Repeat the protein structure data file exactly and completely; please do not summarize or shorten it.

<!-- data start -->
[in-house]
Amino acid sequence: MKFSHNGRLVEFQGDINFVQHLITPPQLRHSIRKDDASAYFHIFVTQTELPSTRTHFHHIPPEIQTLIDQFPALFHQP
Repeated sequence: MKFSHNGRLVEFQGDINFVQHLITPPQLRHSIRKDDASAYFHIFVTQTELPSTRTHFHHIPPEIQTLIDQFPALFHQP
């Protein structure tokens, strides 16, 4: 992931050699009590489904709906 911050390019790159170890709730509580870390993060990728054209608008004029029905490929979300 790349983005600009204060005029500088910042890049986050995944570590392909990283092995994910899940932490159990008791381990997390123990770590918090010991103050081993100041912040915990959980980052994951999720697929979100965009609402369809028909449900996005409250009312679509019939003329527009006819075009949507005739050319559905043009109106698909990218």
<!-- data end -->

[in-house]
Amino acid sequence: MKFSHNGRLVEFQGDINFVQHLITPPQLRHSIRKDDASAYFHIFVTQTELPSTRTHFHHIPPEIQTLIDQFPALFHQP
Repeated sequence: MKFSHNGRLVEFQGDINFVQHLITPPQLRHSIRKDDASAYFHIFVTQTELPSTRTHFHHIPPEIQTLIDQFPALFHQP
């Protein structure tokens, strides 16, 4: 992931050699009590489904709906 911050390019790159170890709730509580870390993060990728054209608008004029029905490929979300 790349983005600009204060005029500088910042890049986050995944570590392909990283092995994910899940932490159990008791381990997390123990770590918090010991103050081993100041912040915990959980980052994951999720697929979100965009609402369809028909449900996005409250009312679509019939003329527009006819075009949507005739050319559905043009109106698909990218």